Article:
“If you’re already in the professional sector for five or 10 years (or more) and have made progress as a manager or executive, you’ve likely bypassed the need for an MBA and can move right on to an EMBA program,” he writes. “MBA program applicants may do better if they have no or low professional work experience and are looking to add some luster to their academic record so they can land a better job in their chosen vocation.”

5 Insider Tips For ニューヨーク州イサカにあるコーネル大学の大学院

Johnson at Cornell has deployed many initiatives over the past few years to achieve its  #10 ranking in by Bloomberg Businessweek in 2018:
1) Are-vamp of its management curriculum
2) A new NYC campus
3) It erged the business school with its schools of Applied Economics and Hotel Administration.

Tips for the Cornell Johnson MBA application
Incoming MBA students get the best of both worlds – the small-town vibe of Cornell’s Ithaca, New York campus – nested in the academic universe of Cornell University, the largest Ivy League in the US – along with living in a local college town for a semester in NYC. 

Cornel is building a community. Class discussion, interaction, and teamwork are central to the program experience.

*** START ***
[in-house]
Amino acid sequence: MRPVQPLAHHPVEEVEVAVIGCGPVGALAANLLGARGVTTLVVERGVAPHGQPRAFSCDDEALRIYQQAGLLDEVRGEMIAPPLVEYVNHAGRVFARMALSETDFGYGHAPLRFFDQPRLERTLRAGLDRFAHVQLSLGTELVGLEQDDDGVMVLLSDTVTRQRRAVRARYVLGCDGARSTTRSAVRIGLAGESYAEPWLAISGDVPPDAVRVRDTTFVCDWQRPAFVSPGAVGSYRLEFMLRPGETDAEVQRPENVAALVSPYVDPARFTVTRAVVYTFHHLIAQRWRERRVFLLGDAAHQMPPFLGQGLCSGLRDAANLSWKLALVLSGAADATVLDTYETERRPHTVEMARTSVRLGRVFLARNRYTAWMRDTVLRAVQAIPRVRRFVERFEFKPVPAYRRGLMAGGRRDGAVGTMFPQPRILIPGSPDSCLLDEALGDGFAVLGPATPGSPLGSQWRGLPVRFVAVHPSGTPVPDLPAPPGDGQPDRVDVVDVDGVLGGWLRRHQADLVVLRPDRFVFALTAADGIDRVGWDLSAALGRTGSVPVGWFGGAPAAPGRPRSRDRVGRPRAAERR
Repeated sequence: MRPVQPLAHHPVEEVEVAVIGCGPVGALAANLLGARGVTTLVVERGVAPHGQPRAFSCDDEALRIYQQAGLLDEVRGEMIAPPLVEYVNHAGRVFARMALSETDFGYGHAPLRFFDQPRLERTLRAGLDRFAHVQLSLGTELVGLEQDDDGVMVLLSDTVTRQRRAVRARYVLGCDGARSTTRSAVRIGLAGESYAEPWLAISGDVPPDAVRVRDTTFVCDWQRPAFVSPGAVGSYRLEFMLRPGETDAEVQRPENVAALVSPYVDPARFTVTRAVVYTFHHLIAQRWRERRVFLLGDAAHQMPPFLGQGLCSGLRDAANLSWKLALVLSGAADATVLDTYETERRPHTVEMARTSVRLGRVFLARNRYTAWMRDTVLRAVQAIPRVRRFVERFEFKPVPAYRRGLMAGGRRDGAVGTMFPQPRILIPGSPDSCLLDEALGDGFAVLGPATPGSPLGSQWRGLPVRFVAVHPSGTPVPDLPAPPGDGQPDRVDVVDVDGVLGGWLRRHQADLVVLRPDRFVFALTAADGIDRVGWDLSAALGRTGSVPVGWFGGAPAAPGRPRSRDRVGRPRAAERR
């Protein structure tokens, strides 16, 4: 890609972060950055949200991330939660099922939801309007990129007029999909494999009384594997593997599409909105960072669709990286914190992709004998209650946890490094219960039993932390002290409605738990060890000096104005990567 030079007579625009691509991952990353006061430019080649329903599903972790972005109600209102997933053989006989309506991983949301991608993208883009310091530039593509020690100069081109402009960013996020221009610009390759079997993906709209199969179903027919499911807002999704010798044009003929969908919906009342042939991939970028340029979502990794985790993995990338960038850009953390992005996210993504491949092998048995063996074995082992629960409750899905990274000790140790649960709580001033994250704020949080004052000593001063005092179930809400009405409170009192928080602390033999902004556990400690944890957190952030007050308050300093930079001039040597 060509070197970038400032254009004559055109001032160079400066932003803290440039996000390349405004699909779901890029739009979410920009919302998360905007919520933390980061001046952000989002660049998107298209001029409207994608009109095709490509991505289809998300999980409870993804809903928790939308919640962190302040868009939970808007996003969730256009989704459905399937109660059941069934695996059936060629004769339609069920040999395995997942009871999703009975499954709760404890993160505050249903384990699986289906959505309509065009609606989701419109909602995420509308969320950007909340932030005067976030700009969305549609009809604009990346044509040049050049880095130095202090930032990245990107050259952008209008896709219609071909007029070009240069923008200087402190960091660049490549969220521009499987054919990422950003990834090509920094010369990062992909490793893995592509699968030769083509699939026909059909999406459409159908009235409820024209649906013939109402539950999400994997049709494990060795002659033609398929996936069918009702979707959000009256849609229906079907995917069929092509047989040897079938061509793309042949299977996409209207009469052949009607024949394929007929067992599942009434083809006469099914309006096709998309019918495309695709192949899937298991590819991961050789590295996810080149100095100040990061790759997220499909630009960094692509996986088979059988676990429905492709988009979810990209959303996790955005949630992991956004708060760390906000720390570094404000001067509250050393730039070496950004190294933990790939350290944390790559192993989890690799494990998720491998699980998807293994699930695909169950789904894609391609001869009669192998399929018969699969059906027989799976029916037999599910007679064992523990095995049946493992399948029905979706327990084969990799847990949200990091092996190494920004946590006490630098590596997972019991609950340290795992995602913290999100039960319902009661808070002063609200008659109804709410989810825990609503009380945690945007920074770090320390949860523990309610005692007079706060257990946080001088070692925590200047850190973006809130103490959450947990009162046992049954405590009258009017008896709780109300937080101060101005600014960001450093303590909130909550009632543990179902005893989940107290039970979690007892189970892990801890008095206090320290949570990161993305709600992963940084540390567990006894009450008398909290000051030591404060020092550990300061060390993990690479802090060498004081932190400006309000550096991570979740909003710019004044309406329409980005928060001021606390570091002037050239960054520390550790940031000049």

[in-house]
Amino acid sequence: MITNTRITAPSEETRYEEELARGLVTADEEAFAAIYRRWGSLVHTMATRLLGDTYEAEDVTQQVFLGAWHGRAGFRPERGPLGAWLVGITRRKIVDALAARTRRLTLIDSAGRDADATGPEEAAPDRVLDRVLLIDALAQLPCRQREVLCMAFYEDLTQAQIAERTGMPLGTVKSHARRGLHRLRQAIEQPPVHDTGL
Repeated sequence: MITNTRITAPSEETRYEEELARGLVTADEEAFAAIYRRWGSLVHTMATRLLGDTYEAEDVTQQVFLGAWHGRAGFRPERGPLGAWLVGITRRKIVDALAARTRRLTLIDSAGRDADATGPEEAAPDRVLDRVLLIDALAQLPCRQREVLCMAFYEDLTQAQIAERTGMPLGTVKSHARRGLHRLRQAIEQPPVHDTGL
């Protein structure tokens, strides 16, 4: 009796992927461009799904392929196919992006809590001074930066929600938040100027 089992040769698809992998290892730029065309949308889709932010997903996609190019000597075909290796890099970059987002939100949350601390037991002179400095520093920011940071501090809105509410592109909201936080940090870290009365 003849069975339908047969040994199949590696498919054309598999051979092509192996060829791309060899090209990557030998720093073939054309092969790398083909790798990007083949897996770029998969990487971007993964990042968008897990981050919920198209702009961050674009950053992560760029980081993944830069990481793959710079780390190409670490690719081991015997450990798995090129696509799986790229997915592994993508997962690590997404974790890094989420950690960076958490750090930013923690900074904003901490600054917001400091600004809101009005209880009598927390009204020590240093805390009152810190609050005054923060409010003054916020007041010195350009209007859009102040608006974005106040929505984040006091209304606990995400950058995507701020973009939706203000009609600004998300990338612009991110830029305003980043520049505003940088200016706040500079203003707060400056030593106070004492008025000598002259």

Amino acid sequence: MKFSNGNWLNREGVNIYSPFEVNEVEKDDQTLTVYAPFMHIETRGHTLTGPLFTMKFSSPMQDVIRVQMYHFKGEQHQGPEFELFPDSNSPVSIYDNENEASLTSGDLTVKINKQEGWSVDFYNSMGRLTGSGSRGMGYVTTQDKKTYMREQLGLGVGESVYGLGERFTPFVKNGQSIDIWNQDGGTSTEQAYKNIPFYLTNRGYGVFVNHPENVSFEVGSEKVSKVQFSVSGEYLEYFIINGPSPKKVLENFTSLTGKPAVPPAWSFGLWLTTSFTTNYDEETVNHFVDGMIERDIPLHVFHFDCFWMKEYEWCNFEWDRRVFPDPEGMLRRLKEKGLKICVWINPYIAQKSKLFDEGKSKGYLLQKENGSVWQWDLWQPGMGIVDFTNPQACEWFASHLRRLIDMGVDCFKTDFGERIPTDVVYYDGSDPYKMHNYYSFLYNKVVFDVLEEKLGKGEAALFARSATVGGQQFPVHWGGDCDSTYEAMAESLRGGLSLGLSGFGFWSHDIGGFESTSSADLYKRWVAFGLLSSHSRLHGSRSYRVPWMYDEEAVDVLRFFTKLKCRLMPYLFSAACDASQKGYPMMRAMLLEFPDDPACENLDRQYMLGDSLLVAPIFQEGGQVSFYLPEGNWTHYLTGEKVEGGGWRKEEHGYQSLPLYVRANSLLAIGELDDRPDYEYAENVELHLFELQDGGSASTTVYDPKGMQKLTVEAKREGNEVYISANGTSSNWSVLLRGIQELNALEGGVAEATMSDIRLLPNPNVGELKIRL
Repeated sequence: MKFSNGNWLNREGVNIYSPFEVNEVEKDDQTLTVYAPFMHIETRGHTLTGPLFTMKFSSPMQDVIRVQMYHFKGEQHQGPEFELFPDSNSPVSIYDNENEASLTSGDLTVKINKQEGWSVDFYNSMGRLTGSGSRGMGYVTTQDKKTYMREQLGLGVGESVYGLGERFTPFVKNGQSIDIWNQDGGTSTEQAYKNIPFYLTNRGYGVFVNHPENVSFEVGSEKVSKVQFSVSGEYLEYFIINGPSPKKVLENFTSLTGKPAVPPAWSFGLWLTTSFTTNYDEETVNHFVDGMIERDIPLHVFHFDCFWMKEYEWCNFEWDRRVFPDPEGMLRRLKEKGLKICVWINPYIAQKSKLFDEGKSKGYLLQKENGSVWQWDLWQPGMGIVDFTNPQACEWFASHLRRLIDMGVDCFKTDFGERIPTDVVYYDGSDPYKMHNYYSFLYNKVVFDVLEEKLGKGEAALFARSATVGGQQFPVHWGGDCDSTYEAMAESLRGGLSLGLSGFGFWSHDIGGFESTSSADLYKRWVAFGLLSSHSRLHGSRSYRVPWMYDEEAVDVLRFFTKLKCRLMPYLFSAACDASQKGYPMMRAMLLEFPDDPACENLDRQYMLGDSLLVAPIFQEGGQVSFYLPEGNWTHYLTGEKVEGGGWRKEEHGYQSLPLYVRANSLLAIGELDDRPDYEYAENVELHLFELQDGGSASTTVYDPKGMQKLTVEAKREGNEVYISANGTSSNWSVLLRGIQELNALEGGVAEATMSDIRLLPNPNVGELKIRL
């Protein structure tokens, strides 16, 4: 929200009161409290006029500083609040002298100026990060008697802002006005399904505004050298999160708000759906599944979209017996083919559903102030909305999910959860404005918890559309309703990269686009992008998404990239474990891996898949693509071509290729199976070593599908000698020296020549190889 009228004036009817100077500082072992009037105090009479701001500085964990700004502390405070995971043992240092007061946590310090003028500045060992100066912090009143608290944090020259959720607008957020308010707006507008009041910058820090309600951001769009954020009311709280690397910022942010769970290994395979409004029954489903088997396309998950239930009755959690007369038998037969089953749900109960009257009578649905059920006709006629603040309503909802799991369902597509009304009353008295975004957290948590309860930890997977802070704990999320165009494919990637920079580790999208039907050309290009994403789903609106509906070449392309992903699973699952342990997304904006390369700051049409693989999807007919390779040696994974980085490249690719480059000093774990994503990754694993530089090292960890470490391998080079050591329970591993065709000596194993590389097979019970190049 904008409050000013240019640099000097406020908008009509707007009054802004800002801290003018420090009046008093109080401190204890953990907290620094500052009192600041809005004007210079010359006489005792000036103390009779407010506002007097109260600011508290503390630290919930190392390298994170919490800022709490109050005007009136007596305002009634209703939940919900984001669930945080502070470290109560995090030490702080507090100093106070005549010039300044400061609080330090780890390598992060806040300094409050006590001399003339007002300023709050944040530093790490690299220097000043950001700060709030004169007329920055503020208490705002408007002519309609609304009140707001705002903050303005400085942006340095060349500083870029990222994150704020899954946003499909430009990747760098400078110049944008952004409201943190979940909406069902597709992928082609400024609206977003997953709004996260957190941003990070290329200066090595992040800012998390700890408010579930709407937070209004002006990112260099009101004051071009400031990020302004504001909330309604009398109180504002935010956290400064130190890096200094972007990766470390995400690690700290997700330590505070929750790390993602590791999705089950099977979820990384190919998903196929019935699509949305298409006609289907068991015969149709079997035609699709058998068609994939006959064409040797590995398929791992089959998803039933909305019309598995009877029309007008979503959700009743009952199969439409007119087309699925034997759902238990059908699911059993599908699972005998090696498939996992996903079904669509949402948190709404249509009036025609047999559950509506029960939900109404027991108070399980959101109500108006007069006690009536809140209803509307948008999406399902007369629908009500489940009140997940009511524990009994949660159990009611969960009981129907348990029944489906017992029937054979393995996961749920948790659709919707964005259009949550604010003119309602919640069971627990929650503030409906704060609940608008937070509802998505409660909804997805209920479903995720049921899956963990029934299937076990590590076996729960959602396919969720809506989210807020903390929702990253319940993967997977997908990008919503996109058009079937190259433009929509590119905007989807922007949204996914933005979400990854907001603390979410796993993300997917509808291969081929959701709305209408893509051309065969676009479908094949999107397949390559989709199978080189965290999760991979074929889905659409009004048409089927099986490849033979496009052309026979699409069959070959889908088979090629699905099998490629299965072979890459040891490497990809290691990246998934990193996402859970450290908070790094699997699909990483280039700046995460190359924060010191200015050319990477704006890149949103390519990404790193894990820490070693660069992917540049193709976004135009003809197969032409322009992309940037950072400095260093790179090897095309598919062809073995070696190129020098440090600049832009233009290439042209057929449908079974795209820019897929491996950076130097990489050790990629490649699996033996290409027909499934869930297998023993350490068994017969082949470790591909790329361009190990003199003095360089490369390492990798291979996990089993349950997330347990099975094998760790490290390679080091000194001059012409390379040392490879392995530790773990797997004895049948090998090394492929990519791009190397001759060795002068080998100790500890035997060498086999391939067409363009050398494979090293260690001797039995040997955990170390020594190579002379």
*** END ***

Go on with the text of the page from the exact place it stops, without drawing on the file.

1. Visit and know the Johnson School, its people, and its culture.

Ithaca, in the bucolic Finger Lakes region of New York state, is a unique place where you’ll spend many months, so make sure the location, culture, and community resonate with you. The best way to gauge this is to visit the campus, sit in on a class and speak with Johnson Ambassadors and faculty. When you do, be sure to speak with a few of the students in the Atrium and ask them hard questions – politely of course – what they like and don’t like, why they chose Cornell, what would they change if they could. By the end of the day, you’ll have a feeling in your gut about whether Johnson is a fit for you, or not. Trust that feeling and act accordingly. Cornell knows it isn’t for everyone and they’re ok with that (and you should be, too).

2. Be authentic, be authentic, be authentic.

Write the application in your own voice, not someone else’s. Tell the admissions committee about you and your life, career, passions and why you are interested in Johnson. Do not tell them what you think they want to hear. Be honest, forthright and professional – Johnson is looking for those people. Accept advice from others who look at your application, but don’t let them edit your work until it has lost your voice or style.

3. Be creative on the “back of the resume” essay.